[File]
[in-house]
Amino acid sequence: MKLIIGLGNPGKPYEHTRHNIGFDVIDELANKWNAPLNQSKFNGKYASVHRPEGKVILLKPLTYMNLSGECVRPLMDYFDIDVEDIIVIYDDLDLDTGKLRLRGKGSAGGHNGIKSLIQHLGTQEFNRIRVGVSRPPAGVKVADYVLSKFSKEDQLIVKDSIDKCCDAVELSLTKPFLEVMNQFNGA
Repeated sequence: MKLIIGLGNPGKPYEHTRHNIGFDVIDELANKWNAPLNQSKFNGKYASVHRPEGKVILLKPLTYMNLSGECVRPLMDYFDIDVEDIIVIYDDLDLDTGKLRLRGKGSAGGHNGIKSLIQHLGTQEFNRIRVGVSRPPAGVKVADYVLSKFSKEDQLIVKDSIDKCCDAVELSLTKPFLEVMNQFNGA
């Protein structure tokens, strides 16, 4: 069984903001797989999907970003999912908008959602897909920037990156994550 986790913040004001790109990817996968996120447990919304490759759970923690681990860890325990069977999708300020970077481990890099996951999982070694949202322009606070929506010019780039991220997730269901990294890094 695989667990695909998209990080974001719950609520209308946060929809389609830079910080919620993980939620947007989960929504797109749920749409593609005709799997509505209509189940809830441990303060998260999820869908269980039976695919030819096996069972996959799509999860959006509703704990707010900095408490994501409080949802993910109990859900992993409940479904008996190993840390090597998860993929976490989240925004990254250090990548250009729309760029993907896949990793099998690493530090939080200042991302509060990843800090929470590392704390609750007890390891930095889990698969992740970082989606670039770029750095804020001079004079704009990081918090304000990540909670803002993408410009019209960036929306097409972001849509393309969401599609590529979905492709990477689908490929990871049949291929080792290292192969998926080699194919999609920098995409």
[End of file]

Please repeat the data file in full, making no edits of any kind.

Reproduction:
[in-house]
Amino acid sequence: MKLIIGLGNPGKPYEHTRHNIGFDVIDELANKWNAPLNQSKFNGKYASVHRPEGKVILLKPLTYMNLSGECVRPLMDYFDIDVEDIIVIYDDLDLDTGKLRLRGKGSAGGHNGIKSLIQHLGTQEFNRIRVGVSRPPAGVKVADYVLSKFSKEDQLIVKDSIDKCCDAVELSLTKPFLEVMNQFNGA
Repeated sequence: MKLIIGLGNPGKPYEHTRHNIGFDVIDELANKWNAPLNQSKFNGKYASVHRPEGKVILLKPLTYMNLSGECVRPLMDYFDIDVEDIIVIYDDLDLDTGKLRLRGKGSAGGHNGIKSLIQHLGTQEFNRIRVGVSRPPAGVKVADYVLSKFSKEDQLIVKDSIDKCCDAVELSLTKPFLEVMNQFNGA
């Protein structure tokens, strides 16, 4: 069984903001797989999907970003999912908008959602897909920037990156994550 986790913040004001790109990817996968996120447990919304490759759970923690681990860890325990069977999708300020970077481990890099996951999982070694949202322009606070929506010019780039991220997730269901990294890094 695989667990695909998209990080974001719950609520209308946060929809389609830079910080919620993980939620947007989960929504797109749920749409593609005709799997509505209509189940809830441990303060998260999820869908269980039976695919030819096996069972996959799509999860959006509703704990707010900095408490994501409080949802993910109990859900992993409940479904008996190993840390090597998860993929976490989240925004990254250090990548250009729309760029993907896949990793099998690493530090939080200042991302509060990843800090929470590392704390609750007890390891930095889990698969992740970082989606670039770029750095804020001079004079704009990081918090304000990540909670803002993408410009019209960036929306097409972001849509393309969401599609590529979905492709990477689908490929990871049949291929080792290292192969998926080699194919999609920098995409």